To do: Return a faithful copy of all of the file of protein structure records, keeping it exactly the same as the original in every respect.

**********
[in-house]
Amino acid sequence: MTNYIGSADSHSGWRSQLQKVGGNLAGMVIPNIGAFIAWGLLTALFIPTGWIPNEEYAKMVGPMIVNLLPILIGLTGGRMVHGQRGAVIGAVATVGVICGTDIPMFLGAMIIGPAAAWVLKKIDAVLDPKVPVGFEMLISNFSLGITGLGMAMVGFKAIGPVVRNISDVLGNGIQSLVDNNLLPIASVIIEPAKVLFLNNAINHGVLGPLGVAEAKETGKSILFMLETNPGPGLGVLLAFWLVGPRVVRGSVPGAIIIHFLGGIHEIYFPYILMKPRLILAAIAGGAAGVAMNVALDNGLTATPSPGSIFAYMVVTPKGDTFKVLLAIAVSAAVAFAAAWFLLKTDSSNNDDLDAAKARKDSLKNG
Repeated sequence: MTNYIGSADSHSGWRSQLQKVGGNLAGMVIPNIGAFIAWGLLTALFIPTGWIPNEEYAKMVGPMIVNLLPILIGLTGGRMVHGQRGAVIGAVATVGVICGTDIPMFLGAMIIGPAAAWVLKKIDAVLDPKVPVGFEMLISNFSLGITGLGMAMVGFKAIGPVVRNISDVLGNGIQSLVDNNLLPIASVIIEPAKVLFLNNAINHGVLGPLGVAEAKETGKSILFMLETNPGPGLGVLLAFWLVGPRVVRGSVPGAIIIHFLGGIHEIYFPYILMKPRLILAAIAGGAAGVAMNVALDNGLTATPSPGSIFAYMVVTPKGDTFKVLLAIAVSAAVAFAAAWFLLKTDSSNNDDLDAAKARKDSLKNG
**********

[in-house]
Amino acid sequence: MTNYIGSADSHSGWRSQLQKVGGNLAGMVIPNIGAFIAWGLLTALFIPTGWIPNEEYAKMVGPMIVNLLPILIGLTGGRMVHGQRGAVIGAVATVGVICGTDIPMFLGAMIIGPAAAWVLKKIDAVLDPKVPVGFEMLISNFSLGITGLGMAMVGFKAIGPVVRNISDVLGNGIQSLVDNNLLPIASVIIEPAKVLFLNNAINHGVLGPLGVAEAKETGKSILFMLETNPGPGLGVLLAFWLVGPRVVRGSVPGAIIIHFLGGIHEIYFPYILMKPRLILAAIAGGAAGVAMNVALDNGLTATPSPGSIFAYMVVTPKGDTFKVLLAIAVSAAVAFAAAWFLLKTDSSNNDDLDAAKARKDSLKNG
Repeated sequence: MTNYIGSADSHSGWRSQLQKVGGNLAGMVIPNIGAFIAWGLLTALFIPTGWIPNEEYAKMVGPMIVNLLPILIGLTGGRMVHGQRGAVIGAVATVGVICGTDIPMFLGAMIIGPAAAWVLKKIDAVLDPKVPVGFEMLISNFSLGITGLGMAMVGFKAIGPVVRNISDVLGNGIQSLVDNNLLPIASVIIEPAKVLFLNNAINHGVLGPLGVAEAKETGKSILFMLETNPGPGLGVLLAFWLVGPRVVRGSVPGAIIIHFLGGIHEIYFPYILMKPRLILAAIAGGAAGVAMNVALDNGLTATPSPGSIFAYMVVTPKGDTFKVLLAIAVSAAVAFAAAWFLLKTDSSNNDDLDAAKARKDSLKNG